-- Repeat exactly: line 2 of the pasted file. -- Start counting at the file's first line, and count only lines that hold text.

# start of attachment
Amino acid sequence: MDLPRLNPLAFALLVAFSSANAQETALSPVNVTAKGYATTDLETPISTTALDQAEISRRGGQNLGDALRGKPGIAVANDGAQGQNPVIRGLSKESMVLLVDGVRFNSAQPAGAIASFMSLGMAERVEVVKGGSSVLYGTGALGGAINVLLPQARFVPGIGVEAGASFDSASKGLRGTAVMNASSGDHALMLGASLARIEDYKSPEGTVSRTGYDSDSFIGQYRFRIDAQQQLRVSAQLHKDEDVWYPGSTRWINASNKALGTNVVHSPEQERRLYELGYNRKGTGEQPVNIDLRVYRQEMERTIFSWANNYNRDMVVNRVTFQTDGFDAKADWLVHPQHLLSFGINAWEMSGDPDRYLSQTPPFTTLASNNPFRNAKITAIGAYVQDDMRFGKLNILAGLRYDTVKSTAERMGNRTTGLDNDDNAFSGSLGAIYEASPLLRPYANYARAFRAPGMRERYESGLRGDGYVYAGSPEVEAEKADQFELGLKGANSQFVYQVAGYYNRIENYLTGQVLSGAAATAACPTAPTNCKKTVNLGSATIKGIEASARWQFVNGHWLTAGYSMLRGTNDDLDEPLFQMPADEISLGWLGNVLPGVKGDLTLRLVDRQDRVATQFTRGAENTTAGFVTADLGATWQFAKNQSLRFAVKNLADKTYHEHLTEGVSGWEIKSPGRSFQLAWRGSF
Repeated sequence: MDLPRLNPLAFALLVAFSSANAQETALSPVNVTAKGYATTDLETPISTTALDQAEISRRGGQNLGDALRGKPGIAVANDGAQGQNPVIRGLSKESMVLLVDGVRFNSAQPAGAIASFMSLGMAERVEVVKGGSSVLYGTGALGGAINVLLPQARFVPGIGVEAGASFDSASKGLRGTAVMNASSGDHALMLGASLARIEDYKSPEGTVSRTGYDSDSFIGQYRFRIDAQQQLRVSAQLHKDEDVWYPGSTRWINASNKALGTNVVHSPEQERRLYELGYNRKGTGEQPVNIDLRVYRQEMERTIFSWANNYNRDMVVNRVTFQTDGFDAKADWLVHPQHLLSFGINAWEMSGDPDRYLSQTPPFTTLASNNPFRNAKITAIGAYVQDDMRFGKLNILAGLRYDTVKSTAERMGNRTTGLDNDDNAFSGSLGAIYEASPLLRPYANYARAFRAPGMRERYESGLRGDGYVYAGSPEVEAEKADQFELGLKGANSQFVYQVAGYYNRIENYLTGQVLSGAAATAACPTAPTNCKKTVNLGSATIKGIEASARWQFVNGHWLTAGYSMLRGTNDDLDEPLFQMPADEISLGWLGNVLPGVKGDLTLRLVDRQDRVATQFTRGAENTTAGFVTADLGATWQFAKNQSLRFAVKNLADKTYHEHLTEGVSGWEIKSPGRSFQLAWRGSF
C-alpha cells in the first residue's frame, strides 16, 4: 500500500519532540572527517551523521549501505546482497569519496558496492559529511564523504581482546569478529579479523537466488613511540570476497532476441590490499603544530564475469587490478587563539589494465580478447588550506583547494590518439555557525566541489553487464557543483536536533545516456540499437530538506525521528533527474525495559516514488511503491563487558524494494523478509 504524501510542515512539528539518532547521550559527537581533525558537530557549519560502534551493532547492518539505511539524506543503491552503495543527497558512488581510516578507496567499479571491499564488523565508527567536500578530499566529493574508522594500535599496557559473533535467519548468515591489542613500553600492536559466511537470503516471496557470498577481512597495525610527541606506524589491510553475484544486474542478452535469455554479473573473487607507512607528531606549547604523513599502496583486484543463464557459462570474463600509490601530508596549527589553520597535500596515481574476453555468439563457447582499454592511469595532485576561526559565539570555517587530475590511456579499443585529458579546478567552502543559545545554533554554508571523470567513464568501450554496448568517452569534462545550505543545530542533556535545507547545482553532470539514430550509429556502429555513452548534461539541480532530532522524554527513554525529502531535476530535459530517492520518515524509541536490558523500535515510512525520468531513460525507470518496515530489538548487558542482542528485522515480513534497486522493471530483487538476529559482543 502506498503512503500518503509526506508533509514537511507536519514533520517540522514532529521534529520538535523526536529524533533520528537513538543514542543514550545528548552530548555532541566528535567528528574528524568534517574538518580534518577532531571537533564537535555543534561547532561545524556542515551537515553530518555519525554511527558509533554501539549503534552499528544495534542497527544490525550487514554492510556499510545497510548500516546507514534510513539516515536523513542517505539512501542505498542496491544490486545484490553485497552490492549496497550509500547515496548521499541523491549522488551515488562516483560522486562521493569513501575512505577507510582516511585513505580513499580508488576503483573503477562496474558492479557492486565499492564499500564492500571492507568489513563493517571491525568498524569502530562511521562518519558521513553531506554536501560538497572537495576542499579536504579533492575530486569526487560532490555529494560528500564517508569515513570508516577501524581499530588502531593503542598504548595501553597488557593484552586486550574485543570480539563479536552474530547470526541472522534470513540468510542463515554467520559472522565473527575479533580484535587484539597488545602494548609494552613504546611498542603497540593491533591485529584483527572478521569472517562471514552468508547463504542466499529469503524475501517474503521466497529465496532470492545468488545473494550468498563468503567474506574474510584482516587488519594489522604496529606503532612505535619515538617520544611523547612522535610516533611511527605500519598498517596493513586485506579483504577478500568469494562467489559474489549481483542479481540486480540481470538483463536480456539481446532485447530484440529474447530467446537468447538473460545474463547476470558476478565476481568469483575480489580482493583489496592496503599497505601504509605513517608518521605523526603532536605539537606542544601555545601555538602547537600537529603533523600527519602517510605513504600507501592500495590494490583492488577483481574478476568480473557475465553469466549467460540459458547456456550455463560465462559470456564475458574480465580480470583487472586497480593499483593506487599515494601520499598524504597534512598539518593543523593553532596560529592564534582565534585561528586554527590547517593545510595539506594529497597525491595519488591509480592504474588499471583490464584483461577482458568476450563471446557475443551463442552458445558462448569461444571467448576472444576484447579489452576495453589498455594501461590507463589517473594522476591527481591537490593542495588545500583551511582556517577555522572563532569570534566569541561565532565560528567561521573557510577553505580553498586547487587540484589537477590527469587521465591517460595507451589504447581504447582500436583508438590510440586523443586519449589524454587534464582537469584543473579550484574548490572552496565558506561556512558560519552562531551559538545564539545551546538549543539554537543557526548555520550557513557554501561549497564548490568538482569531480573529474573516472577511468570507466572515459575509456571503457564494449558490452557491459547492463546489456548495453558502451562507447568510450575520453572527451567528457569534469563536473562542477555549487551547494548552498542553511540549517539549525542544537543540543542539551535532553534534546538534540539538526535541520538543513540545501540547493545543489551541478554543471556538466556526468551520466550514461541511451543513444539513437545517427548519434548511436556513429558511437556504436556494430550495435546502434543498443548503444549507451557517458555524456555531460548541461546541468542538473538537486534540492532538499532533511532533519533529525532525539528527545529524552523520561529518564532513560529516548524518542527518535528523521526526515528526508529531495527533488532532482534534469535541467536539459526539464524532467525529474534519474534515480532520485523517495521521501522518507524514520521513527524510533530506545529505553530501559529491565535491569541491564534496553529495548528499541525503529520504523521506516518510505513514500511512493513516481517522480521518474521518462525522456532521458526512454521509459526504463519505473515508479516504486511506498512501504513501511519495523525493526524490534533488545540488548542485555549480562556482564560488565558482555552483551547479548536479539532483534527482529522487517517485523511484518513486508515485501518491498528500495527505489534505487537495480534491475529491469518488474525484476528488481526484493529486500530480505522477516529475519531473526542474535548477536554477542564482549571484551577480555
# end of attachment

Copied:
Repeated sequence: MDLPRLNPLAFALLVAFSSANAQETALSPVNVTAKGYATTDLETPISTTALDQAEISRRGGQNLGDALRGKPGIAVANDGAQGQNPVIRGLSKESMVLLVDGVRFNSAQPAGAIASFMSLGMAERVEVVKGGSSVLYGTGALGGAINVLLPQARFVPGIGVEAGASFDSASKGLRGTAVMNASSGDHALMLGASLARIEDYKSPEGTVSRTGYDSDSFIGQYRFRIDAQQQLRVSAQLHKDEDVWYPGSTRWINASNKALGTNVVHSPEQERRLYELGYNRKGTGEQPVNIDLRVYRQEMERTIFSWANNYNRDMVVNRVTFQTDGFDAKADWLVHPQHLLSFGINAWEMSGDPDRYLSQTPPFTTLASNNPFRNAKITAIGAYVQDDMRFGKLNILAGLRYDTVKSTAERMGNRTTGLDNDDNAFSGSLGAIYEASPLLRPYANYARAFRAPGMRERYESGLRGDGYVYAGSPEVEAEKADQFELGLKGANSQFVYQVAGYYNRIENYLTGQVLSGAAATAACPTAPTNCKKTVNLGSATIKGIEASARWQFVNGHWLTAGYSMLRGTNDDLDEPLFQMPADEISLGWLGNVLPGVKGDLTLRLVDRQDRVATQFTRGAENTTAGFVTADLGATWQFAKNQSLRFAVKNLADKTYHEHLTEGVSGWEIKSPGRSFQLAWRGSF